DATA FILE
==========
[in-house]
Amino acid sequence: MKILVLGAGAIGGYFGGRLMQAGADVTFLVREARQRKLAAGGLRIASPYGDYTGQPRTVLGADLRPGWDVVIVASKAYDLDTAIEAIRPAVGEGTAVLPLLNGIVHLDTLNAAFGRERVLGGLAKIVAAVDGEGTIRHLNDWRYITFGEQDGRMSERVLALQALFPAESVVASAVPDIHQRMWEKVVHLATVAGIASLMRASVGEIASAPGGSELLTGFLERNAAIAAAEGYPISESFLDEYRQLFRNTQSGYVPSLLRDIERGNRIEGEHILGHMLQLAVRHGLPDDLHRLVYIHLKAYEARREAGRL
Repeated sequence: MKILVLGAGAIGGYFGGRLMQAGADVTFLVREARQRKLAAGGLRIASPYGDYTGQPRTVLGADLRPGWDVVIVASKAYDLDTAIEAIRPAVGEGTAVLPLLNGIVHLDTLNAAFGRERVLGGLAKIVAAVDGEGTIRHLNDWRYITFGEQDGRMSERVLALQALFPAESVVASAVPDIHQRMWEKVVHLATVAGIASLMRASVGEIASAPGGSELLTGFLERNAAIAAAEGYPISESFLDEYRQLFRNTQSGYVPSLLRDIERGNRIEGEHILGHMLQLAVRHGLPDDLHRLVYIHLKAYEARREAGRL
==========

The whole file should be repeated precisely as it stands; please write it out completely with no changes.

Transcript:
[in-house]
Amino acid sequence: MKILVLGAGAIGGYFGGRLMQAGADVTFLVREARQRKLAAGGLRIASPYGDYTGQPRTVLGADLRPGWDVVIVASKAYDLDTAIEAIRPAVGEGTAVLPLLNGIVHLDTLNAAFGRERVLGGLAKIVAAVDGEGTIRHLNDWRYITFGEQDGRMSERVLALQALFPAESVVASAVPDIHQRMWEKVVHLATVAGIASLMRASVGEIASAPGGSELLTGFLERNAAIAAAEGYPISESFLDEYRQLFRNTQSGYVPSLLRDIERGNRIEGEHILGHMLQLAVRHGLPDDLHRLVYIHLKAYEARREAGRL
Repeated sequence: MKILVLGAGAIGGYFGGRLMQAGADVTFLVREARQRKLAAGGLRIASPYGDYTGQPRTVLGADLRPGWDVVIVASKAYDLDTAIEAIRPAVGEGTAVLPLLNGIVHLDTLNAAFGRERVLGGLAKIVAAVDGEGTIRHLNDWRYITFGEQDGRMSERVLALQALFPAESVVASAVPDIHQRMWEKVVHLATVAGIASLMRASVGEIASAPGGSELLTGFLERNAAIAAAEGYPISESFLDEYRQLFRNTQSGYVPSLLRDIERGNRIEGEHILGHMLQLAVRHGLPDDLHRLVYIHLKAYEARREAGRL